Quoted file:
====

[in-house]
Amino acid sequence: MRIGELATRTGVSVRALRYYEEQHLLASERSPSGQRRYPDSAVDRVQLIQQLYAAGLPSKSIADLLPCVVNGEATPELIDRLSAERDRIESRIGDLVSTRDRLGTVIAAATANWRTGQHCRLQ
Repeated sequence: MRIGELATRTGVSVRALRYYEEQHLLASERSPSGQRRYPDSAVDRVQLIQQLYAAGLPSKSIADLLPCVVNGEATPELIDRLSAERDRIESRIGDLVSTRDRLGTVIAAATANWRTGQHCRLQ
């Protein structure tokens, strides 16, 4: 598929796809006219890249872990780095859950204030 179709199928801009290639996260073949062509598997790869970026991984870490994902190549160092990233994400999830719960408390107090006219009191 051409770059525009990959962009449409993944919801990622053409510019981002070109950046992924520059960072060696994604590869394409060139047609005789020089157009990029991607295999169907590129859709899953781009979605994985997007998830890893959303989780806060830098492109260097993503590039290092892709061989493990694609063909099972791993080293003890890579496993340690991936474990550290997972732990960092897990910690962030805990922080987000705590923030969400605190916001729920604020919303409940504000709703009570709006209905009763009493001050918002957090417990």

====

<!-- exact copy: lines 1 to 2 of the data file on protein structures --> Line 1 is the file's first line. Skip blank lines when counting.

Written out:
[in-house]
Amino acid sequence: MRIGELATRTGVSVRALRYYEEQHLLASERSPSGQRRYPDSAVDRVQLIQQLYAAGLPSKSIADLLPCVVNGEATPELIDRLSAERDRIESRIGDLVSTRDRLGTVIAAATANWRTGQHCRLQ